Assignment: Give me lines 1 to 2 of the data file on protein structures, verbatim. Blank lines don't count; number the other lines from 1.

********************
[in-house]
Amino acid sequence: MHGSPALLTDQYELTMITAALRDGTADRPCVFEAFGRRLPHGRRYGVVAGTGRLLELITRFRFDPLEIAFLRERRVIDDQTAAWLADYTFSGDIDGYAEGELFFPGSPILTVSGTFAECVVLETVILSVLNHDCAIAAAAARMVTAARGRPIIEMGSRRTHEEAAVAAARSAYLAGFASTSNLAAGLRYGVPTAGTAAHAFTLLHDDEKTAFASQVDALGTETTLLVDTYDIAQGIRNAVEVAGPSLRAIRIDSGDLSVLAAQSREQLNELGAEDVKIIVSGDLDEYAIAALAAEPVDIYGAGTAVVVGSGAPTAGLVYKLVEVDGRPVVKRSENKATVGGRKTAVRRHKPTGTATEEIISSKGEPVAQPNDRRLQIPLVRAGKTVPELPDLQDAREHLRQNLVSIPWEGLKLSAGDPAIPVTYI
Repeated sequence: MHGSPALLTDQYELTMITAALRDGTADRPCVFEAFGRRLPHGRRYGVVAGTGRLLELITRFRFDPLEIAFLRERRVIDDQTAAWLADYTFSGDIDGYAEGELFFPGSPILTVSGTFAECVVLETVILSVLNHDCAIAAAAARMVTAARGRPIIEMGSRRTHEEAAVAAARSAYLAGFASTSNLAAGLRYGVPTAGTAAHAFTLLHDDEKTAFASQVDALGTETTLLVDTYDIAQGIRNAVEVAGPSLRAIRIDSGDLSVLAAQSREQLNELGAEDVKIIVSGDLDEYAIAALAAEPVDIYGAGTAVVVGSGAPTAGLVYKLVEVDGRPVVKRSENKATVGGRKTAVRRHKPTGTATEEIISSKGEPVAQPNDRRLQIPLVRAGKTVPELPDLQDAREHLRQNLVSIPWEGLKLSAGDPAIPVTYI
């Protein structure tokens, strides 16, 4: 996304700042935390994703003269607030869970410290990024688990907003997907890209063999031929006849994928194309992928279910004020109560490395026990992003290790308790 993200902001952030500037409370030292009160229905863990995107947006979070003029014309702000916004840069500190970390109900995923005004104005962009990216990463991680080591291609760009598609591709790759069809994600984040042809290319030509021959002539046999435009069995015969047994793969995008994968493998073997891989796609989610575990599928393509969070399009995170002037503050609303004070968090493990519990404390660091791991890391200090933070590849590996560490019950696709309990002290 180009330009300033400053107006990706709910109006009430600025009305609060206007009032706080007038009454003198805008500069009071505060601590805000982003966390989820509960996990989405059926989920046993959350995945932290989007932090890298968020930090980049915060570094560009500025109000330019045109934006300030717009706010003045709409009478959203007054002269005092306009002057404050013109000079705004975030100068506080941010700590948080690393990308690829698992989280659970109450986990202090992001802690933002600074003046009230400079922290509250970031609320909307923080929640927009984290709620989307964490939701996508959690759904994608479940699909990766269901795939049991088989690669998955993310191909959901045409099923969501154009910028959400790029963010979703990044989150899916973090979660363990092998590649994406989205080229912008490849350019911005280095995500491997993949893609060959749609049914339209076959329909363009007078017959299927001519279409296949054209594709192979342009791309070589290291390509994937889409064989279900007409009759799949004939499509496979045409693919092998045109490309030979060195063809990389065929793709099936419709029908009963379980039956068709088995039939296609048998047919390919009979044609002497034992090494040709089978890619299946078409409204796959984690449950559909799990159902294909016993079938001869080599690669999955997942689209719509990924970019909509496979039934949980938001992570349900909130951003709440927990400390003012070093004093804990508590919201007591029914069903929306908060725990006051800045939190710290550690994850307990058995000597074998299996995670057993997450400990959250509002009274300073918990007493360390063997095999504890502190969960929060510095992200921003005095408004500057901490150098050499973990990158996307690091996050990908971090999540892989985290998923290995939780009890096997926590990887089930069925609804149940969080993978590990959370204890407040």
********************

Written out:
[in-house]
Amino acid sequence: MHGSPALLTDQYELTMITAALRDGTADRPCVFEAFGRRLPHGRRYGVVAGTGRLLELITRFRFDPLEIAFLRERRVIDDQTAAWLADYTFSGDIDGYAEGELFFPGSPILTVSGTFAECVVLETVILSVLNHDCAIAAAAARMVTAARGRPIIEMGSRRTHEEAAVAAARSAYLAGFASTSNLAAGLRYGVPTAGTAAHAFTLLHDDEKTAFASQVDALGTETTLLVDTYDIAQGIRNAVEVAGPSLRAIRIDSGDLSVLAAQSREQLNELGAEDVKIIVSGDLDEYAIAALAAEPVDIYGAGTAVVVGSGAPTAGLVYKLVEVDGRPVVKRSENKATVGGRKTAVRRHKPTGTATEEIISSKGEPVAQPNDRRLQIPLVRAGKTVPELPDLQDAREHLRQNLVSIPWEGLKLSAGDPAIPVTYI